Trigonometric functions are defined with reference to the unit circle.

The unit circle is defined to be the set of all points that are a euclidean distance of 1 from the origin.

Another word for Euclidean distance is 2norm.

I need some functions that are defined with reference to a circle from some arbitrary higher norm (3norm; 4norm …).

Is there a way to convert the standard trigonometric functions into this? If not, how can I approximate these functions?

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Not really, although I remember being taught that way. They’re defined with reference to right triangles, and the ratios of the lengths of the sides. The sine of an angle is the length of the opposite side over the length of the hypotenuse. The cosine of that angle would be the adjacent side over the hypotenuse.

It’s fairly common to learn what certain key values would be if the hypotenuse is 1, but they’re not defined that way. For example the cosine of 60° is 0.5 (or 1/2). If you have a right triangle (meaning one corner is 90°) and one of the other angles is 60°, the side adjacent to that 60° angle will be half as long as the hypotenuse. If the hypotenuse is 6 inches, that adjacent side will be 3 inches. If the hypotenuse is 100 meters, that adjacent side will be 50 meters. If the hypotenuse is 1, the adjacent side is 0.5.

Ah yes, you are right my mistake. I blame it on a brain fart.

Let me elaborate on what I am trying to do: if I want to trace a circle, parameterised in terms of an angle, I can use cos and sin to translate an angle and a radius to x and y ( polar to Cartesian).

But I want to map an angle to a circle based on a higher norm. The resulting circle is sort of a cross between a square and regular circle.

So how do I do this for arbitrary norms?

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Actually I think I can answer my own question:

- translate an angle to a formula for a straight line
- find the intersection of the straight line and the circle define by x^n + y^n = r^n.

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If you’re just looking for a parametric way to draw the circle, you can let x = r * |cos theta|[sup]2/n[/sup], y = r * |sin theta|[sup]2/n[/sup]. Then x[sup]n[/sup] + y[sup]n[/sup] = r[sup]n[/sup] automatically, and as theta goes from 0 to π/2 you’ll trace out the portion of the curve in Quadrant I. Flip the signs of x, y, or both to get the other three quarters of the circle.

The problem with this plan is that theta isn’t the angle between the point (x,y) and the x-axis in general; and it’s not clear to me that you’re looking for a solution where this is the case.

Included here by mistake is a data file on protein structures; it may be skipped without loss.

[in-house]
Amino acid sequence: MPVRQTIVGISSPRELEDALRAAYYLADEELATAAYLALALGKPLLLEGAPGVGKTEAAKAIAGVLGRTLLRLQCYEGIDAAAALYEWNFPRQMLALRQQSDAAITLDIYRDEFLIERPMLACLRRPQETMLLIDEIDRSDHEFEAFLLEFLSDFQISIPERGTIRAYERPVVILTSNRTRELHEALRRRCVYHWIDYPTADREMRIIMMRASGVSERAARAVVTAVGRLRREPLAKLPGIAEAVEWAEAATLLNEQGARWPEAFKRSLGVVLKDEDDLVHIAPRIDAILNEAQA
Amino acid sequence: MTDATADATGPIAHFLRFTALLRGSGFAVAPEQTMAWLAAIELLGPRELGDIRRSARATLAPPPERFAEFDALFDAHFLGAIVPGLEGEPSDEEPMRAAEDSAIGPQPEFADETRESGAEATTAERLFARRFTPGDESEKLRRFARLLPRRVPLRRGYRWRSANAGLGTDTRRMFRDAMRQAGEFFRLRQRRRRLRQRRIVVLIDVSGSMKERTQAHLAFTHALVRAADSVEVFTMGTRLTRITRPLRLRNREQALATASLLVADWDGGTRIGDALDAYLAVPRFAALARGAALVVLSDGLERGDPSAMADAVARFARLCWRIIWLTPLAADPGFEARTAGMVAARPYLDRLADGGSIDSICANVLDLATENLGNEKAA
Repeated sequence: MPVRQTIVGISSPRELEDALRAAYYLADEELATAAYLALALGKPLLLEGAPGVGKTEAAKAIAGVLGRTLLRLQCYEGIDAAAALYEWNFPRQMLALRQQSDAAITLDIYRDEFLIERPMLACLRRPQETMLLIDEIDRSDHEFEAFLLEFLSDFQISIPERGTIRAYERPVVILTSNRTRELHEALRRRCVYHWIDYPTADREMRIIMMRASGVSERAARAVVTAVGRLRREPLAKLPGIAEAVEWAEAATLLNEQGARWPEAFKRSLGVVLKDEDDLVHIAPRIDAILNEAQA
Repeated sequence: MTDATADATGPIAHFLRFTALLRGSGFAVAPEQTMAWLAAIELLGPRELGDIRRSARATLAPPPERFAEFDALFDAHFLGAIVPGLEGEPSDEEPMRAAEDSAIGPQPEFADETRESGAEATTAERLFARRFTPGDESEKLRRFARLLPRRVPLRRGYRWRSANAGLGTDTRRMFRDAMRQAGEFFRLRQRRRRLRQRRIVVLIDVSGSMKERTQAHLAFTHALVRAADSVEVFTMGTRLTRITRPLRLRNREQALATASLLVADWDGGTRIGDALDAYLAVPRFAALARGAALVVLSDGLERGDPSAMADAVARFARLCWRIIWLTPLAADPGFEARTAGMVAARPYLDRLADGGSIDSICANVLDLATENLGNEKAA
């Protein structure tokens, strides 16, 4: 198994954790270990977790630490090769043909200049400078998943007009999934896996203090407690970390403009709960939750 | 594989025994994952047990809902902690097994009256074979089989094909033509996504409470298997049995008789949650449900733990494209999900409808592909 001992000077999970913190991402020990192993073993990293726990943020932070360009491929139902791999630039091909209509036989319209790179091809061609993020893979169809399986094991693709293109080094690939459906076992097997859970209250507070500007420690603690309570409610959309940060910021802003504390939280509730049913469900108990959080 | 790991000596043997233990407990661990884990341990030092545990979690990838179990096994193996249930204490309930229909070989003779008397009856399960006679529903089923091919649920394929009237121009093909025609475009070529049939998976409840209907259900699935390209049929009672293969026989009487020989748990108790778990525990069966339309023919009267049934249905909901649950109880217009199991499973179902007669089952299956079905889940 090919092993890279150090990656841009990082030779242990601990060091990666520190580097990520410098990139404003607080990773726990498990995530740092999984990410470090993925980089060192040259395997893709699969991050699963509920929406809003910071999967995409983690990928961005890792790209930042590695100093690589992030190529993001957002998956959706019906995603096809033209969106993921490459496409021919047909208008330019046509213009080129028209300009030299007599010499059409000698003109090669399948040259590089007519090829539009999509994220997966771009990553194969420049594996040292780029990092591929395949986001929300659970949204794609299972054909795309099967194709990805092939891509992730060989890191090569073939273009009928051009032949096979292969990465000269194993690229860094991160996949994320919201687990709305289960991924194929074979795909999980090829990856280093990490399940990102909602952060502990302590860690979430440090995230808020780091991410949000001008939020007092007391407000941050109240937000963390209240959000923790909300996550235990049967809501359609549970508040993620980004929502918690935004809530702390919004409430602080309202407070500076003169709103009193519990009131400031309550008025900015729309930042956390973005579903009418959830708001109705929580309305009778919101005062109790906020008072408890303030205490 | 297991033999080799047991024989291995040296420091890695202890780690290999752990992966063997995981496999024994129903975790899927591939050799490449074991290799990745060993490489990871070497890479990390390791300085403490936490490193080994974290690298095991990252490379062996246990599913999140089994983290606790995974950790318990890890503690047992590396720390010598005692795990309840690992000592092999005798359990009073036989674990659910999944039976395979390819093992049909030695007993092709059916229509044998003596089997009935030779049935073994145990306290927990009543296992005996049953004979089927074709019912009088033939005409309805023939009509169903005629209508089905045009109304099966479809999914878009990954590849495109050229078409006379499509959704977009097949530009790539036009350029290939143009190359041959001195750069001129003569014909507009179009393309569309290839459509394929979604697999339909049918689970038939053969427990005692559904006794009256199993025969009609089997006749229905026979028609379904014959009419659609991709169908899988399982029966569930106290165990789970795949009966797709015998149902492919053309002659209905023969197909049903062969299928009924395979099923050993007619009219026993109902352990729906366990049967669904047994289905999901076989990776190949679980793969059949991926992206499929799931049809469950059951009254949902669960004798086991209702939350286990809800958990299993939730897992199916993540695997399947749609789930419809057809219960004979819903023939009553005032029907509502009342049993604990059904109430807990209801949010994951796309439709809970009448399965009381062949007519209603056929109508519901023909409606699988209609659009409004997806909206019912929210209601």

You could write x = r / (1 + tan[sup]n[/sup]θ)[sup]1/n[/sup], y = r / (1 + cot[sup]n[/sup] θ)[sup]1/n[/sup], if that’s what you mean (the ordinary trigonometric functions cos(θ) and sin(θ) have been “replaced” by more complicated-looking expressions). The figures you mention are called superellipses.

Thanks, I am looking to map angle to a point.

Thanks, this is basically what I derived by converting the angle to a gradient (m), then substituting in y = mx into x[sup]n[/sup]+y[sup]n[/sup]=1 (unit circle), and then solving for x and noting that tan = y/x.

Seems like a good idea but then you need to bear in mind that each value of gradient is produced by 2 different angles, so you need to multiply by sign(cos(t)) for x, and sign(sin(t)) for y.

So I went with that but then discovered that it only works for even values of n.

However, now that I know it is called a superellipse, I can do some searching.

Ok, solved it using a formula on wikipedia. For anyone curious, I want to build a function that maps a number to a color, in RGB space. (for coloring the mandelbrot set). This function will define the color scheme of the resulting image. The idea is to model a path that lives inside the unit cube. I started with circles then decided that I want a path that explores the corners of the cube a bit more, so a superellipse is called for. I put together some R code that draws some quite pretty 3d images. Try playing with values of n, and setting one of the wavelengths to an integer higher than 1.

the resulting chart is orient-able in 3d space by holding the left mouse button and moving the mouse

I think you simply want the unit circle in the l^p norm where 1 =< p =< infinity. This is a locus that ranges from a diamond (when p = 1, meaning the norm of (x,y) is |x| + |y|) to a square (when p = infinity, meaning that norm of (x,y) is the larger of |x|, |y|). When p = 5/2, you get some kind of super-egg (I think Piet Hein called it that).